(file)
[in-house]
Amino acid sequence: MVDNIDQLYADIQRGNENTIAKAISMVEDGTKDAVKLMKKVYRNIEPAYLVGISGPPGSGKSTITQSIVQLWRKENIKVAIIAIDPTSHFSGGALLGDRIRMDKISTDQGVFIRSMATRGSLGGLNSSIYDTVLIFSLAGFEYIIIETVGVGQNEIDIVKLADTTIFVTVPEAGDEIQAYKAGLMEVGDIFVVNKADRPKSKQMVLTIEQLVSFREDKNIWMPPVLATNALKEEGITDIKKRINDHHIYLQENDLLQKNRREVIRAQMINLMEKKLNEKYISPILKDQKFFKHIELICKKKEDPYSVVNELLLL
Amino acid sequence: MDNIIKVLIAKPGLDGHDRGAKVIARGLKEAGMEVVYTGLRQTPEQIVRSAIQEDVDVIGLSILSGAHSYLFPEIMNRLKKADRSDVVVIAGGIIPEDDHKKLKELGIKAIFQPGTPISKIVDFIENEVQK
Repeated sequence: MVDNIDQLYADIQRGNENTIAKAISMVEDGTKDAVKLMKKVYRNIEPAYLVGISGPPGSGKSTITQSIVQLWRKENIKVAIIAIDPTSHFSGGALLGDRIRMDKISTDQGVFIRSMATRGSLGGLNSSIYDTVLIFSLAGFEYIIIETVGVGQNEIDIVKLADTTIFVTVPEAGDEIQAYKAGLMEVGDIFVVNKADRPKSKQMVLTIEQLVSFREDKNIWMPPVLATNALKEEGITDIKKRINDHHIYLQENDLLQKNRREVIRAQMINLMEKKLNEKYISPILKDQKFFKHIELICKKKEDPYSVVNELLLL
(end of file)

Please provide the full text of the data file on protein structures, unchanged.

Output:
[in-house]
Amino acid sequence: MVDNIDQLYADIQRGNENTIAKAISMVEDGTKDAVKLMKKVYRNIEPAYLVGISGPPGSGKSTITQSIVQLWRKENIKVAIIAIDPTSHFSGGALLGDRIRMDKISTDQGVFIRSMATRGSLGGLNSSIYDTVLIFSLAGFEYIIIETVGVGQNEIDIVKLADTTIFVTVPEAGDEIQAYKAGLMEVGDIFVVNKADRPKSKQMVLTIEQLVSFREDKNIWMPPVLATNALKEEGITDIKKRINDHHIYLQENDLLQKNRREVIRAQMINLMEKKLNEKYISPILKDQKFFKHIELICKKKEDPYSVVNELLLL
Amino acid sequence: MDNIIKVLIAKPGLDGHDRGAKVIARGLKEAGMEVVYTGLRQTPEQIVRSAIQEDVDVIGLSILSGAHSYLFPEIMNRLKKADRSDVVVIAGGIIPEDDHKKLKELGIKAIFQPGTPISKIVDFIENEVQK
Repeated sequence: MVDNIDQLYADIQRGNENTIAKAISMVEDGTKDAVKLMKKVYRNIEPAYLVGISGPPGSGKSTITQSIVQLWRKENIKVAIIAIDPTSHFSGGALLGDRIRMDKISTDQGVFIRSMATRGSLGGLNSSIYDTVLIFSLAGFEYIIIETVGVGQNEIDIVKLADTTIFVTVPEAGDEIQAYKAGLMEVGDIFVVNKADRPKSKQMVLTIEQLVSFREDKNIWMPPVLATNALKEEGITDIKKRINDHHIYLQENDLLQKNRREVIRAQMINLMEKKLNEKYISPILKDQKFFKHIELICKKKEDPYSVVNELLLL